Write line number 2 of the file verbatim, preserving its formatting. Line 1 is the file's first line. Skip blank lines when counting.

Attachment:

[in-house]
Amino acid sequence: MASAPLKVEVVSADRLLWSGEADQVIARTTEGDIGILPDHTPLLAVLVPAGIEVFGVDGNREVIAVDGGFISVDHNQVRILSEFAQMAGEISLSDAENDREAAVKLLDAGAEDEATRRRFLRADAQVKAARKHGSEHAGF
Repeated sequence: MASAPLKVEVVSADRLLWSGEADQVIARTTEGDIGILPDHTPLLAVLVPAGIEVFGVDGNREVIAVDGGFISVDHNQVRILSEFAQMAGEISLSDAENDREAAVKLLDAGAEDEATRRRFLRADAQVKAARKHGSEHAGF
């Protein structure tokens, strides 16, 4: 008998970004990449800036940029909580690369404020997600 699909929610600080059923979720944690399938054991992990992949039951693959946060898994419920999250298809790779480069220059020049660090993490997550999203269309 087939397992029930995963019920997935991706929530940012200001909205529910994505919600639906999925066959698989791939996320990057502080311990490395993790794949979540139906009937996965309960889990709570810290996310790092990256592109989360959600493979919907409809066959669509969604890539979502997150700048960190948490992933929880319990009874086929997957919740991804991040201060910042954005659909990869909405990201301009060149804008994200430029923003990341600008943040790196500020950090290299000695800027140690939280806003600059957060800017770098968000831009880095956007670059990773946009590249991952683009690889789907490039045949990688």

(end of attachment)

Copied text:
Amino acid sequence: MASAPLKVEVVSADRLLWSGEADQVIARTTEGDIGILPDHTPLLAVLVPAGIEVFGVDGNREVIAVDGGFISVDHNQVRILSEFAQMAGEISLSDAENDREAAVKLLDAGAEDEATRRRFLRADAQVKAARKHGSEHAGF